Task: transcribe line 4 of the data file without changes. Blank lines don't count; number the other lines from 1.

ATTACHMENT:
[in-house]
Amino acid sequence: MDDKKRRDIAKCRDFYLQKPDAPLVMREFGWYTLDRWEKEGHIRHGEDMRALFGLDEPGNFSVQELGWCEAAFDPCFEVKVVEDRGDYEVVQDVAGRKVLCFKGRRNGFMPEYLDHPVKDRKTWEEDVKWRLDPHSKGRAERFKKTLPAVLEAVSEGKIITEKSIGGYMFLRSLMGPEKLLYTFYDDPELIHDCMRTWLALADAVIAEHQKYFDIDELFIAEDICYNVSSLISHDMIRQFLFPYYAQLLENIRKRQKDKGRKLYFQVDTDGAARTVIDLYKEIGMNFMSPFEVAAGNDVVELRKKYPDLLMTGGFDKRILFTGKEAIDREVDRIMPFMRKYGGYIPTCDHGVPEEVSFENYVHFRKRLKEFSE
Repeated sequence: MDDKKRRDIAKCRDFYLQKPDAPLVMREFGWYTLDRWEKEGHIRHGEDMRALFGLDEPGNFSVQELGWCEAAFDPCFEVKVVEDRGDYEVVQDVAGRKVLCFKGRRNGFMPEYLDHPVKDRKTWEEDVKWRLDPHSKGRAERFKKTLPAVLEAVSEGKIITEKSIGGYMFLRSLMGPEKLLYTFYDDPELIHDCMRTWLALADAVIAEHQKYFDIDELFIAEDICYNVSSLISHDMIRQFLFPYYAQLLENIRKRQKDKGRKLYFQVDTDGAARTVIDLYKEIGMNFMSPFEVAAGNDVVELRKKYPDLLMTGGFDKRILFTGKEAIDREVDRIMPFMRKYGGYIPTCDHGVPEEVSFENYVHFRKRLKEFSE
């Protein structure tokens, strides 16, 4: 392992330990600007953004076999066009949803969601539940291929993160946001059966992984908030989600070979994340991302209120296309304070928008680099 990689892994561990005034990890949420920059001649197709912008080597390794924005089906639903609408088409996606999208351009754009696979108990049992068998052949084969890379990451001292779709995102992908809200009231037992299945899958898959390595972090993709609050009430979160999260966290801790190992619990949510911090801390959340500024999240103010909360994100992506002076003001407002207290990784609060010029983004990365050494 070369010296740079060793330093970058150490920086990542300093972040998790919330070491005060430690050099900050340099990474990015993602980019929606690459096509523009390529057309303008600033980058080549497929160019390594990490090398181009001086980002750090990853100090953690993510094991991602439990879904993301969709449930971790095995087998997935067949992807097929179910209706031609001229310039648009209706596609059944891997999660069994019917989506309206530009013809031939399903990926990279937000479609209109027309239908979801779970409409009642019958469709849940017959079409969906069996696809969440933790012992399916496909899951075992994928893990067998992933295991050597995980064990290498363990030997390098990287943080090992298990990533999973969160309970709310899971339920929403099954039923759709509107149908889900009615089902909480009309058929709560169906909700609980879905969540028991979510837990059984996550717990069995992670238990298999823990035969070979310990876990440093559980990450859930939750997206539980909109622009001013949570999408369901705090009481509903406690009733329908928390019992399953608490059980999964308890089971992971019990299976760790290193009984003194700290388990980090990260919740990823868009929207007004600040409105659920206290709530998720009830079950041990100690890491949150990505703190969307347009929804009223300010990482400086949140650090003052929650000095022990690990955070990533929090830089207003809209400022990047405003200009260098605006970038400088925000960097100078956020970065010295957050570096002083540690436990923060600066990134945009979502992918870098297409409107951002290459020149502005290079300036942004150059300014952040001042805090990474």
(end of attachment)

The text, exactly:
């Protein structure tokens, strides 16, 4: 392992330990600007953004076999066009949803969601539940291929993160946001059966992984908030989600070979994340991302209120296309304070928008680099 990689892994561990005034990890949420920059001649197709912008080597390794924005089906639903609408088409996606999208351009754009696979108990049992068998052949084969890379990451001292779709995102992908809200009231037992299945899958898959390595972090993709609050009430979160999260966290801790190992619990949510911090801390959340500024999240103010909360994100992506002076003001407002207290990784609060010029983004990365050494 070369010296740079060793330093970058150490920086990542300093972040998790919330070491005060430690050099900050340099990474990015993602980019929606690459096509523009390529057309303008600033980058080549497929160019390594990490090398181009001086980002750090990853100090953690993510094991991602439990879904993301969709449930971790095995087998997935067949992807097929179910209706031609001229310039648009209706596609059944891997999660069994019917989506309206530009013809031939399903990926990279937000479609209109027309239908979801779970409409009642019958469709849940017959079409969906069996696809969440933790012992399916496909899951075992994928893990067998992933295991050597995980064990290498363990030997390098990287943080090992298990990533999973969160309970709310899971339920929403099954039923759709509107149908889900009615089902909480009309058929709560169906909700609980879905969540028991979510837990059984996550717990069995992670238990298999823990035969070979310990876990440093559980990450859930939750997206539980909109622009001013949570999408369901705090009481509903406690009733329908928390019992399953608490059980999964308890089971992971019990299976760790290193009984003194700290388990980090990260919740990823868009929207007004600040409105659920206290709530998720009830079950041990100690890491949150990505703190969307347009929804009223300010990482400086949140650090003052929650000095022990690990955070990533929090830089207003809209400022990047405003200009260098605006970038400088925000960097100078956020970065010295957050570096002083540690436990923060600066990134945009979502992918870098297409409107951002290459020149502005290079300036942004150059300014952040001042805090990474």